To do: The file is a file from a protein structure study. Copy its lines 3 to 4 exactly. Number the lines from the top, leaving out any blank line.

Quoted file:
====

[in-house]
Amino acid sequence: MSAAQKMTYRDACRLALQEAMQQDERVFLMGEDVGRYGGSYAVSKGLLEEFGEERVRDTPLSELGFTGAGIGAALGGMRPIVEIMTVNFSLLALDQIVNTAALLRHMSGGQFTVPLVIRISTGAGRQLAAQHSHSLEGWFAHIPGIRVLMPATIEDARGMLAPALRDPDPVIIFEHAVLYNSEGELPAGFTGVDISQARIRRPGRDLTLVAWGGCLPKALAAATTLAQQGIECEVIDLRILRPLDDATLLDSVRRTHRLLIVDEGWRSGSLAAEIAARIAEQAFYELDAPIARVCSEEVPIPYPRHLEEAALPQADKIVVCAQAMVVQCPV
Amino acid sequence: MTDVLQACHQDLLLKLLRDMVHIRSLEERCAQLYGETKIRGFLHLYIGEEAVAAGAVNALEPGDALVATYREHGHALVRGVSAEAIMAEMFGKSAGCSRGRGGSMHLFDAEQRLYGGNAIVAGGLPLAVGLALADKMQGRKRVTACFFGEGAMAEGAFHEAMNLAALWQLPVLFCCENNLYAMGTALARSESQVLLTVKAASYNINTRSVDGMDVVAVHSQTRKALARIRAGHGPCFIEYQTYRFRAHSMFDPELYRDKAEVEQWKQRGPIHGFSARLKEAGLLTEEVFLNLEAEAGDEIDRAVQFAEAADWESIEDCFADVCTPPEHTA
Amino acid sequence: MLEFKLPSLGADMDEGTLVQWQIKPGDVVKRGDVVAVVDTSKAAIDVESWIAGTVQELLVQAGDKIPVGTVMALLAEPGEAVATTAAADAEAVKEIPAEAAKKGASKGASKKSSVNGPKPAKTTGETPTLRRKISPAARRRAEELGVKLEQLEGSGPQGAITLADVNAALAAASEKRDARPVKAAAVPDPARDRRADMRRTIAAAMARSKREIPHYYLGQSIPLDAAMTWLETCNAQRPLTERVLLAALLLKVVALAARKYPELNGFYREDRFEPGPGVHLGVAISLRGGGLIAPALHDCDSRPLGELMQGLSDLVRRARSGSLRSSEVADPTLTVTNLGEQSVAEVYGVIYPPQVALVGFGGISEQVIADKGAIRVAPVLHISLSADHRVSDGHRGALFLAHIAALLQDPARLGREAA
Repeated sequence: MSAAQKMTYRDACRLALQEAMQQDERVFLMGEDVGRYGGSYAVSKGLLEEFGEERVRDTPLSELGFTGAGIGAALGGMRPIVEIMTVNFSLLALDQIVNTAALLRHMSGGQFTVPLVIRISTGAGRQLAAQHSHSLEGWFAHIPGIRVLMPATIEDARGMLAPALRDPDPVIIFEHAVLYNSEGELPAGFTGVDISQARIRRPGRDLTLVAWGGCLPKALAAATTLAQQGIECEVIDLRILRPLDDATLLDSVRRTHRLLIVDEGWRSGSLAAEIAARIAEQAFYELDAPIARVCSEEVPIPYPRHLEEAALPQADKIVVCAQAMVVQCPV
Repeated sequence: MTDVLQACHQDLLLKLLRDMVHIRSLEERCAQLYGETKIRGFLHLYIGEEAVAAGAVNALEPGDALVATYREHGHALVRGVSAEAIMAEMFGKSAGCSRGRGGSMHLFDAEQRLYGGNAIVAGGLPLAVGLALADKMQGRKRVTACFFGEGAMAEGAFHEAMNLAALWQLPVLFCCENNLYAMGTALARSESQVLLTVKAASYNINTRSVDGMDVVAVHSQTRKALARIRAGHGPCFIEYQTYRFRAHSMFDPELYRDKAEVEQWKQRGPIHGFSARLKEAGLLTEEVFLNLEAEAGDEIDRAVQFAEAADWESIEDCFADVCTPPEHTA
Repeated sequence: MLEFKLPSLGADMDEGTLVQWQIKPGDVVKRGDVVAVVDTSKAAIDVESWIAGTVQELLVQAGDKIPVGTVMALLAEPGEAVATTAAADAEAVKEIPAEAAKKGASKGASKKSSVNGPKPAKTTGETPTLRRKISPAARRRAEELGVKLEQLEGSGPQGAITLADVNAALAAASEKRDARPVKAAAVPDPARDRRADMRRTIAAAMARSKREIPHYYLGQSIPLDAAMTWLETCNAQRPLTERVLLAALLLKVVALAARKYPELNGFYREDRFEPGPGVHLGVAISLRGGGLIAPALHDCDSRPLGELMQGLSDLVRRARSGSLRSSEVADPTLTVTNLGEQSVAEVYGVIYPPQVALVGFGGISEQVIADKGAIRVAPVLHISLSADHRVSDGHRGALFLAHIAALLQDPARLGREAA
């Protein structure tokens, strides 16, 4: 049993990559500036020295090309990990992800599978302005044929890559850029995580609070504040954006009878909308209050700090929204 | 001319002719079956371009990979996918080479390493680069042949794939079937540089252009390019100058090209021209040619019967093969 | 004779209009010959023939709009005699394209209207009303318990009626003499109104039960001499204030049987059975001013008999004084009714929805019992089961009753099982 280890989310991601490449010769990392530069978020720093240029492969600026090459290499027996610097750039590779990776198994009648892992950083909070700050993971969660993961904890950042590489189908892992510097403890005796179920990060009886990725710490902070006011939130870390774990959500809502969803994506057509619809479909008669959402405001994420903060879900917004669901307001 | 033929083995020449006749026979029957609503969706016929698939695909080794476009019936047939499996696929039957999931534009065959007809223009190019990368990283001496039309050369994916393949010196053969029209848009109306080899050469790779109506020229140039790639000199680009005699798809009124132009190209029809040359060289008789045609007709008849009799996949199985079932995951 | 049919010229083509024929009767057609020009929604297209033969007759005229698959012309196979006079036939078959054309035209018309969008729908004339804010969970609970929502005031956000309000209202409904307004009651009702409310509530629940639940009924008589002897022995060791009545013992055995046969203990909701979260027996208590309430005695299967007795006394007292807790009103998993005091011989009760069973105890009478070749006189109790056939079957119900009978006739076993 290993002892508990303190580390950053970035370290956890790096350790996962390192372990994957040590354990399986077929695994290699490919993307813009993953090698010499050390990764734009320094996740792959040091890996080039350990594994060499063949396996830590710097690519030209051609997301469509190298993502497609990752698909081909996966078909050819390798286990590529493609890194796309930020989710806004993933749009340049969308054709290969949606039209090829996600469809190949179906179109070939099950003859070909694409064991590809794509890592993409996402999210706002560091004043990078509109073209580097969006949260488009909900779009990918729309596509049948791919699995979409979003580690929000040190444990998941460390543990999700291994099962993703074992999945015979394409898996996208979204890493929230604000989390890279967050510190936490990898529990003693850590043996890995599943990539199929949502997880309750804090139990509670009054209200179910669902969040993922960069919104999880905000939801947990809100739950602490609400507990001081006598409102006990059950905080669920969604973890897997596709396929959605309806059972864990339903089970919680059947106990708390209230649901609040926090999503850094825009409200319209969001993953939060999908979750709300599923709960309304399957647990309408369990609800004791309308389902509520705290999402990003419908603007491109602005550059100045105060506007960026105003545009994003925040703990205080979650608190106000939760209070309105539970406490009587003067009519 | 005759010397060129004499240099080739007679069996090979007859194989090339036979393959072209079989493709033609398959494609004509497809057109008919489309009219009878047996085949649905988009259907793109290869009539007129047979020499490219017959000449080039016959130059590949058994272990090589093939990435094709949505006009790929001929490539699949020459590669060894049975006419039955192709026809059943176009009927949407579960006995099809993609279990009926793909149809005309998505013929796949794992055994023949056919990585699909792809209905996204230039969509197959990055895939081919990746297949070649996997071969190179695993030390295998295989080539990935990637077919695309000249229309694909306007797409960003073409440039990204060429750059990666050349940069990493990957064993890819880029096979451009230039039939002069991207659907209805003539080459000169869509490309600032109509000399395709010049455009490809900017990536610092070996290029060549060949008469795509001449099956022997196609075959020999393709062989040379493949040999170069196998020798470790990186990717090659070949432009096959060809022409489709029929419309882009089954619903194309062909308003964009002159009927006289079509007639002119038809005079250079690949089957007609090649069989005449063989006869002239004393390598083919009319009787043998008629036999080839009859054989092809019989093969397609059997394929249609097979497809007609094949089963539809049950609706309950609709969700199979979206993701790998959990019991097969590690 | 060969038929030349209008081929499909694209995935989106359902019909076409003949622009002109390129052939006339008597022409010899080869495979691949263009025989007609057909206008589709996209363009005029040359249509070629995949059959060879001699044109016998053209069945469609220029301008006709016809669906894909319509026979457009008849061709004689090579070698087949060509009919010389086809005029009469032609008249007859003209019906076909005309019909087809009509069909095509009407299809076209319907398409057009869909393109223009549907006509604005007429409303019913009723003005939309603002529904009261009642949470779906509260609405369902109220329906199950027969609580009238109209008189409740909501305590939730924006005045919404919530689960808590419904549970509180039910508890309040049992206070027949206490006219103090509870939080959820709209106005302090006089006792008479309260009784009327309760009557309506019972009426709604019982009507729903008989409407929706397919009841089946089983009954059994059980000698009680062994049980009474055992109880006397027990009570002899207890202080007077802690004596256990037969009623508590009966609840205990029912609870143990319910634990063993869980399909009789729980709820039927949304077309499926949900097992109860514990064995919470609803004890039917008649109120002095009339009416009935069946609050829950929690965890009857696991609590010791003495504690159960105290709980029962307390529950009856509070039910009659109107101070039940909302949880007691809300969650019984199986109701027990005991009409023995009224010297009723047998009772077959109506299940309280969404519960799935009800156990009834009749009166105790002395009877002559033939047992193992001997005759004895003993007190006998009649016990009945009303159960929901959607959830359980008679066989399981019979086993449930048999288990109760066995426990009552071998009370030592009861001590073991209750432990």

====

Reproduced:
Amino acid sequence: MTDVLQACHQDLLLKLLRDMVHIRSLEERCAQLYGETKIRGFLHLYIGEEAVAAGAVNALEPGDALVATYREHGHALVRGVSAEAIMAEMFGKSAGCSRGRGGSMHLFDAEQRLYGGNAIVAGGLPLAVGLALADKMQGRKRVTACFFGEGAMAEGAFHEAMNLAALWQLPVLFCCENNLYAMGTALARSESQVLLTVKAASYNINTRSVDGMDVVAVHSQTRKALARIRAGHGPCFIEYQTYRFRAHSMFDPELYRDKAEVEQWKQRGPIHGFSARLKEAGLLTEEVFLNLEAEAGDEIDRAVQFAEAADWESIEDCFADVCTPPEHTA
Amino acid sequence: MLEFKLPSLGADMDEGTLVQWQIKPGDVVKRGDVVAVVDTSKAAIDVESWIAGTVQELLVQAGDKIPVGTVMALLAEPGEAVATTAAADAEAVKEIPAEAAKKGASKGASKKSSVNGPKPAKTTGETPTLRRKISPAARRRAEELGVKLEQLEGSGPQGAITLADVNAALAAASEKRDARPVKAAAVPDPARDRRADMRRTIAAAMARSKREIPHYYLGQSIPLDAAMTWLETCNAQRPLTERVLLAALLLKVVALAARKYPELNGFYREDRFEPGPGVHLGVAISLRGGGLIAPALHDCDSRPLGELMQGLSDLVRRARSGSLRSSEVADPTLTVTNLGEQSVAEVYGVIYPPQVALVGFGGISEQVIADKGAIRVAPVLHISLSADHRVSDGHRGALFLAHIAALLQDPARLGREAA